Wow. Summer solstice been and gone already. The steady degradation of daylight hours, ever quickening, until we return to the gloom of winter. And just two sailings a day. On those very rare days that the wind allows. Much like summer really. Today afternoon winds curtailed a planned cuttlefish trip, which left just the first and second sailings.
First one, Max, Rene, Lee and Neil headed out with me. Seas were nicely calm and we had half an ebb tide down to low to play with. After finding better fish on deeper marks yesterday, I thought we would try that again. Max was very happy we did for sure. Another session of not many fish, and for those we got only two were over the legal size for killing. And one was over the BIF1 tiny contribution to future bass stocks maximum kill limit by a good way. A cracking 66cm fish for Max and very well earned.
The final tally was eleven bass landed. And a bonus reef pollack. Always nice to see, and hints of a bit of a recovery happening perhaps. As for the bass fishing, its all in a bit of state of flux at the moment. The clouds of sandeels have vanished, along with the huge shoals of gulls that made finding the fish so very easy. And yet, with the shore guiding I have been doing in between the viable sailings, I can already see the next big thing growing bigger daily. And more and more bass starting to turn their attentions to them. And of course, the spiders are popping like crazy, solonette are featuring in the diets (a big clue if you understand solonettes) and baby squid and bream are also all in the mix.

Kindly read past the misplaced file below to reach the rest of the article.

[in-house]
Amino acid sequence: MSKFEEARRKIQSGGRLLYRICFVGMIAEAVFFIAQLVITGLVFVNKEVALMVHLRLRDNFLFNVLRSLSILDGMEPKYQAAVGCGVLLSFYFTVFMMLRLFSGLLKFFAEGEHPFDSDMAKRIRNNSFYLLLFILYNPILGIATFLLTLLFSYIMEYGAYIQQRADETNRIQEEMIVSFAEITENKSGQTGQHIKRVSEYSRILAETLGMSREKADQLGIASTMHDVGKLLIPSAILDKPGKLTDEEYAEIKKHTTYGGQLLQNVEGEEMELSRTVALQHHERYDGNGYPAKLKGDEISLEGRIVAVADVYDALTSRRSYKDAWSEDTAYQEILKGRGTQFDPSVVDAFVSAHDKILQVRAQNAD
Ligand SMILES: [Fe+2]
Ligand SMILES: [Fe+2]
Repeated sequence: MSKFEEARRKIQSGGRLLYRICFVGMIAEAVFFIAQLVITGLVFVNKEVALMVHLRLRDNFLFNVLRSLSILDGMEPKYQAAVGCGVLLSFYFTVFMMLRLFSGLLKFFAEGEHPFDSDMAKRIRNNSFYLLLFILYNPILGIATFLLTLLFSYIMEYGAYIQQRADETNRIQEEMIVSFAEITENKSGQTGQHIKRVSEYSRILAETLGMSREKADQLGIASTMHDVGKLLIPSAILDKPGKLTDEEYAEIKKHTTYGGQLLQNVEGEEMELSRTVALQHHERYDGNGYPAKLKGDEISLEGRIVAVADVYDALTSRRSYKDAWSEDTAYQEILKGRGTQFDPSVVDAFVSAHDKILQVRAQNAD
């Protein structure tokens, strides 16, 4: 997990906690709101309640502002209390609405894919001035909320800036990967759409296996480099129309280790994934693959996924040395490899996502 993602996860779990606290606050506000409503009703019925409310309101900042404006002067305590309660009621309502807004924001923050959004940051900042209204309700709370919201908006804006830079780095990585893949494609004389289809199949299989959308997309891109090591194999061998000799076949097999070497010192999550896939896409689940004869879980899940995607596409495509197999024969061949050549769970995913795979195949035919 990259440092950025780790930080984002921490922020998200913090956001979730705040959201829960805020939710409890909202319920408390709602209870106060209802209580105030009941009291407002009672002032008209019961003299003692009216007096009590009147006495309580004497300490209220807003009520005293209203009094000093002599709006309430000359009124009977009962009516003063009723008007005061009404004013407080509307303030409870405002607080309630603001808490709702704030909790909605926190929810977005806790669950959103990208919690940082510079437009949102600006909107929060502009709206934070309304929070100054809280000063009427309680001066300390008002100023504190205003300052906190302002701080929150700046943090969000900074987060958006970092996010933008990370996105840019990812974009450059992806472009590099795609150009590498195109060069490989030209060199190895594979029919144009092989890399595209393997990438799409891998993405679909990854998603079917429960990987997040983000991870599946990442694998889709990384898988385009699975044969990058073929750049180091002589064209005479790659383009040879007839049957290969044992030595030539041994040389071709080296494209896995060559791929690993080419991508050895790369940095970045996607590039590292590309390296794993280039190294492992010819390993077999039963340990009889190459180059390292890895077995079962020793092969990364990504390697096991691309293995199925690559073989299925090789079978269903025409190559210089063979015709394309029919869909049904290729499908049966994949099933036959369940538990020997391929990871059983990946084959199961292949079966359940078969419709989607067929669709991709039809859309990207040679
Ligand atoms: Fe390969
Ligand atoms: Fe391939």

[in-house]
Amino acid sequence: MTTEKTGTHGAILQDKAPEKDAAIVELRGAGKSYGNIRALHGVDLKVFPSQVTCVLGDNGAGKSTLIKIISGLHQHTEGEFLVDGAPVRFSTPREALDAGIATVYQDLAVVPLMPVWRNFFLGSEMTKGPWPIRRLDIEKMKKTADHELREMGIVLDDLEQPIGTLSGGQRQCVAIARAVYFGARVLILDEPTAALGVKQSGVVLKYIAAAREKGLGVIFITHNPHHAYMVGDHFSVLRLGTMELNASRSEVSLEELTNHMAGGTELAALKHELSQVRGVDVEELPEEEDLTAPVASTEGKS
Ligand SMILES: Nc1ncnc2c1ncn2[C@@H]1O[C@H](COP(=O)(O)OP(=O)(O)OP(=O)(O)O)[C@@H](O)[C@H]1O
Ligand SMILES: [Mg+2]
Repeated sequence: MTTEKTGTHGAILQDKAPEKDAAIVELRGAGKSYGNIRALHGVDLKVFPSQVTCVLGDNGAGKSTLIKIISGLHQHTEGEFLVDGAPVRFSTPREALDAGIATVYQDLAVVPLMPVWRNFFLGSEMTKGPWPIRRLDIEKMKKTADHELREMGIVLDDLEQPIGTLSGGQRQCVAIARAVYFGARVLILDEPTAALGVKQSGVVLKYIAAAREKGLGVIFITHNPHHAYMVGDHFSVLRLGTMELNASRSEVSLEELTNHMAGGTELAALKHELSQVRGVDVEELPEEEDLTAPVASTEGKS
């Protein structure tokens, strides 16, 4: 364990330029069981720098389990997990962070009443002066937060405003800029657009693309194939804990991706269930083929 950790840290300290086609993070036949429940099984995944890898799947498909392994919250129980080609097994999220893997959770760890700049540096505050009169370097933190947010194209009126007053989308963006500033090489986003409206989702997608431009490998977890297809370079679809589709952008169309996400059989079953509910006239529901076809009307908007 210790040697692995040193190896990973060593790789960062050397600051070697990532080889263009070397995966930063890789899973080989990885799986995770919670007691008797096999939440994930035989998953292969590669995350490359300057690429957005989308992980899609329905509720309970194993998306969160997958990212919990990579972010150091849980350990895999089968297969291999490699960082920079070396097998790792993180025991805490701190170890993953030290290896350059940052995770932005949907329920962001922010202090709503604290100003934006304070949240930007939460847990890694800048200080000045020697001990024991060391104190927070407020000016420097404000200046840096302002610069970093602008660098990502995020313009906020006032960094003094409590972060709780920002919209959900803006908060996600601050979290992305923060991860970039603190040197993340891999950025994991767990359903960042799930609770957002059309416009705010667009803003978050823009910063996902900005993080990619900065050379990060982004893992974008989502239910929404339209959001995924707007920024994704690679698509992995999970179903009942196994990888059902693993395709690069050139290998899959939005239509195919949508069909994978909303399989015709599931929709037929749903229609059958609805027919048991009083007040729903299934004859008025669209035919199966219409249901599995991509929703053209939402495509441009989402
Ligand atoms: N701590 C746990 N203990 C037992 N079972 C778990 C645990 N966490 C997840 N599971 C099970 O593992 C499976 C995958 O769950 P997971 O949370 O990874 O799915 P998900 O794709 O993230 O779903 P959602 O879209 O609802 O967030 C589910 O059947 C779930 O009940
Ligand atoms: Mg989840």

Second sailing, and Paul, Martyn, Tom and Andy were up. This sailing was all about the flood tide, and I really thought I would be able to plot up on a particular reef and catch bass for three hours. Of course, the bass had other plans. But my mind has been reeling since this same reef refused to hold fish on the early flood on previous afternoon sailings. We had searched previously in one direction. Today I decided to look in the other. Bang. Fish on.
One interesting thing. We got what is becoming a regular visit from the Sussex fisheries patrol vessel, operated by Southern Inshore Fisheries and Conservation Authority. Which was great as they could once again see sizeable bass in the well (we were towards the end of the session and had five dead on board) and I could tell them of some of my recent observations on my recent shore jaunts. There is far more trickery happening on the marina arms than out at sea just now, with the silly season for easy bass on baits. (the spider crab peel) Lots of bags going back to the car in the dead of night. Lets see how big the fines are this year.
Not fast and furious, but steady, and with foodies on board, it was important to find table fish. Final tally was eleven once more, but more quality fish and five despatched on the road to bass Valhalla. Non stop laughter, sunshine, and an ever more bouncy sea all made for a great session. Guys were happy, I was happy. And late, for a job on the marina arms. Got to make back the losses from the overrun fuel tank replacement job somehow.